Karin Wardle

As someone who has loved to paint since 2002, I wanted to paint people and animals doing things they love; playing an instrument, hiking, peddling a bike, skiing, sledding, playing in the waves on a beach. Being a self-taught artist and mother of three living in Calgary I enjoyed capturing their expressions and activities in art. This led to requests for portraits of people, pets, boats, even houses, all done in watercolour. I was so pleased to be commissioned for these requests.

Then a few years ago, some of my artistic friends urged me to try acrylics. I immediately loved this medium and started painting images of the natural beauty of southern Alberta, Okanagan, East Kootenays as well as from travel photos I had taken over the years: Kenya, Niger, Middle East, Mexico, Western USA and Hawaii. Grace, movement, dance, a rhythm I sense in God’s creation; these are the inspirations I am drawn to capture. Winslow Homer, John Singer Sargent, and John Turner are artists that have influenced my style and subject choice.

It is an exciting time to be an artist. There are so many ways artists I personally know express themselves. They have found ways to comment on social issues and try to spur change. My favourite is when my daughter, a fine arts graduate, used chicken wing bones which she enclosed in bronze or pastel coloured synthetic material and transformed into necklaces and mobiles to comment on an aspect of feminism. Another young artist painted to comment on the ravages of body image problems, like anorexia. A potter custom designed dinner plates for me, expressing a feeling of richness and freedom I wanted to have in my home. A glass blower created colourful wine tumblers and bowls for me to mirror my personality and love of entertaining. And then there are the social paint nights where people with no artistic background learn the basics of painting to hopefully come into contact with their creative side. With the event of digital art, it’s exciting to see imaginations create so many mind-blowing effects and illusions. It’s endless. It seems innovation of style and unique ways of expressing oneself are often valued more than how closely a piece resembles the subject in visual art. Also, the feeling a piece creates in the viewer.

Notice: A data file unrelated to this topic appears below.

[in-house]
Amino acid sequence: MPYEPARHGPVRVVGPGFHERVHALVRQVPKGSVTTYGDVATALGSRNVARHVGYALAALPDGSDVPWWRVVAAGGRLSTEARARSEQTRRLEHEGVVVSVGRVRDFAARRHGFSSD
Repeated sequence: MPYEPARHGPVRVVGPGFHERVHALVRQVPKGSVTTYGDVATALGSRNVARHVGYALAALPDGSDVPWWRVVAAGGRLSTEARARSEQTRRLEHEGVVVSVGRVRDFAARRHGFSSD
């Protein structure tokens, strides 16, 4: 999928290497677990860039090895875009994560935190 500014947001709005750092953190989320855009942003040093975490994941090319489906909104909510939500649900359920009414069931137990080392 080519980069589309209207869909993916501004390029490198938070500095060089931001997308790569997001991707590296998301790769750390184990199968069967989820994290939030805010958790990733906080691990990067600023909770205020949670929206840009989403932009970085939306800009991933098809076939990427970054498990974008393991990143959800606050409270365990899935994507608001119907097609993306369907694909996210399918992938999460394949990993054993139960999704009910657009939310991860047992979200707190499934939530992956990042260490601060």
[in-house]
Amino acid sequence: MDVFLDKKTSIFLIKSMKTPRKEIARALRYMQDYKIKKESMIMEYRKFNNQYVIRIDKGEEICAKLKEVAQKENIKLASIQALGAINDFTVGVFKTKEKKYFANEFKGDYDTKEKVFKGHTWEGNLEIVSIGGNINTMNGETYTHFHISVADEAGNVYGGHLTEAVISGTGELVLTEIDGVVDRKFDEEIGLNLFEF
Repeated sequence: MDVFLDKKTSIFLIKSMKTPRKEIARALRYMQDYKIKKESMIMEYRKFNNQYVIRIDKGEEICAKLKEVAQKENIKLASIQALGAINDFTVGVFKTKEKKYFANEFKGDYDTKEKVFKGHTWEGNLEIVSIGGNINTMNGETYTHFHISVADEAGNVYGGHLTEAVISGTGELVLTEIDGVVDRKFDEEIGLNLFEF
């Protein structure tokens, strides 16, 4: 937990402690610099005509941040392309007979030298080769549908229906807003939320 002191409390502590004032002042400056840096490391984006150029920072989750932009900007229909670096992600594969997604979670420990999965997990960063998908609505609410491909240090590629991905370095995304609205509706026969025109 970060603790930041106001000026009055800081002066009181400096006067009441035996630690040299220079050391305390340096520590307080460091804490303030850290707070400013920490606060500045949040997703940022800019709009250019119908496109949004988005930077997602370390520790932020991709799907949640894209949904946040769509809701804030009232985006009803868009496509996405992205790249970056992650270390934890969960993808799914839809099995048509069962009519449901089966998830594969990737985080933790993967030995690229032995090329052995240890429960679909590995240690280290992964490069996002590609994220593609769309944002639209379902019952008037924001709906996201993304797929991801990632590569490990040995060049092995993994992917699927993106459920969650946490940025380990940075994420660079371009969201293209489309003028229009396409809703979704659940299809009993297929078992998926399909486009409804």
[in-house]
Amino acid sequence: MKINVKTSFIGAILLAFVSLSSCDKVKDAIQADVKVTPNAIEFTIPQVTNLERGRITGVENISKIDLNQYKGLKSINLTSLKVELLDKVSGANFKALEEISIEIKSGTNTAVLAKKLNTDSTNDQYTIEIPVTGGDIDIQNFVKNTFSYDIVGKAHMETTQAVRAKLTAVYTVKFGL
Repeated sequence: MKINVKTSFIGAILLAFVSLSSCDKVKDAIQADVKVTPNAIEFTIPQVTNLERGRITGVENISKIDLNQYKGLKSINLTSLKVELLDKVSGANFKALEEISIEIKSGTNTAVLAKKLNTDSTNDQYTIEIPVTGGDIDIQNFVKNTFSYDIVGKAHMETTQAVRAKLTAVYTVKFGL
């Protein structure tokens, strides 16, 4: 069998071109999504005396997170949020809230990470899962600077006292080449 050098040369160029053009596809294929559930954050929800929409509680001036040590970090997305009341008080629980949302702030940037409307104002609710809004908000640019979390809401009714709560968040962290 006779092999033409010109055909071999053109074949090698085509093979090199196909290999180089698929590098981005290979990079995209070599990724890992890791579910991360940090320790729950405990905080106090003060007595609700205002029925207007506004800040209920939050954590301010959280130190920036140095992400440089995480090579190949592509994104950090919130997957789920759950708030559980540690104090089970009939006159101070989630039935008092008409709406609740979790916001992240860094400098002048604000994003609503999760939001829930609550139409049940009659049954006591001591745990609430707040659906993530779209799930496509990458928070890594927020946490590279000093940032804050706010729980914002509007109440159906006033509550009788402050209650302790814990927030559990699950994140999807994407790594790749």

Looking at the art around Fernie I see people who obviously love their surroundings and feel free to express that love. I also see artists expressing themselves on issues like clear-cut logging, climate change, and habitat destruction. Fernie and the surrounding areas have an amazing community of artists, where I am finding support and encouragement. In the future, I want to branch out by experimenting with different techniques of visual art as well. To continue to capture the spirit of life I see.

I am very proud to be a new member of the Fernie Art Co-op, a very fine group of artists. I am also very happy to be living in Fernie full-time. I feel more at home here than I have in any community for a long time, having so much in common with people here.